Biden signs resolution ending coronavirus national emergency
WASHINGTON - President Joe Biden signed a resolution Monday formally ending the coronavirus national emergency President Donald Trump enacted in March 2020.
Despite Biden telling Congress in January that he would end the health emergency in May, House Republicans passed the measure ending the national emergency under the Congressional Review Act, which allows Congress to overturn rules by federal agencies via a simple majority vote. House Democrats voted overwhelmingly against it.
Ahead of the Senate vote in March, Senate Majority Leader Charles E. Schumer, D-N.Y., told colleagues that Biden would not veto the measure, according to a senior Democratic Senate source who spoke on the condition of anonymity to detail private conversations. It passed that chamber 68-23 in a largely symbolic vote.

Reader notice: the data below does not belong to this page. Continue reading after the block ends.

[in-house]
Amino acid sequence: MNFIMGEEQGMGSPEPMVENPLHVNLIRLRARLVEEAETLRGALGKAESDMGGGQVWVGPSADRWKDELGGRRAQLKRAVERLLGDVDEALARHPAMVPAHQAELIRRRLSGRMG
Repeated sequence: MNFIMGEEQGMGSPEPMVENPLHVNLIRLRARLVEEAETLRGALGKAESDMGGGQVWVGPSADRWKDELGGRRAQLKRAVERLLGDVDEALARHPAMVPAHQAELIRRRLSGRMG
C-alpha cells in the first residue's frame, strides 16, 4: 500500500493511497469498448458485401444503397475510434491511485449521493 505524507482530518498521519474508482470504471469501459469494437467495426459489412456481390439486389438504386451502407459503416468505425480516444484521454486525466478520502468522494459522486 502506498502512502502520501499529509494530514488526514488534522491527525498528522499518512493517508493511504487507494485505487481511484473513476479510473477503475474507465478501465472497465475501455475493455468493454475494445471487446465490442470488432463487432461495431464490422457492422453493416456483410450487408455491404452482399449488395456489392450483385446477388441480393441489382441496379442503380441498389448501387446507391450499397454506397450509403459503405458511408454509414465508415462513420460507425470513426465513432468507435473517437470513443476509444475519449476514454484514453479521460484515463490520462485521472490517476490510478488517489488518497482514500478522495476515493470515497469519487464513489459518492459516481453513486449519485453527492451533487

The coronavirus has killed more than a million people in the United States and it upended global economies.
As the pandemic emergencies end, millions are poised to lose their Medicaid coverage. Five states started removing people from the expanded Medicaid rolls on April 1 - the first date allowed under a recent federal law - to cut off beneficiaries who no longer qualify for Medicaid or have not provided proof they still deserve the coverage. Nearly all other states will begin to remove people between May and July.
The White House signaled last month the fight against the virus was moving into a new and less-disruptive chapter. A senior administration official told The Washington Post in March that "transitioning out of the emergency phase is the natural evolution of the COVID response." Several members of the White House COVID response team, including its COVID-19 response coordinator, Ashish Jha, are expected to leave the administration, according to sources.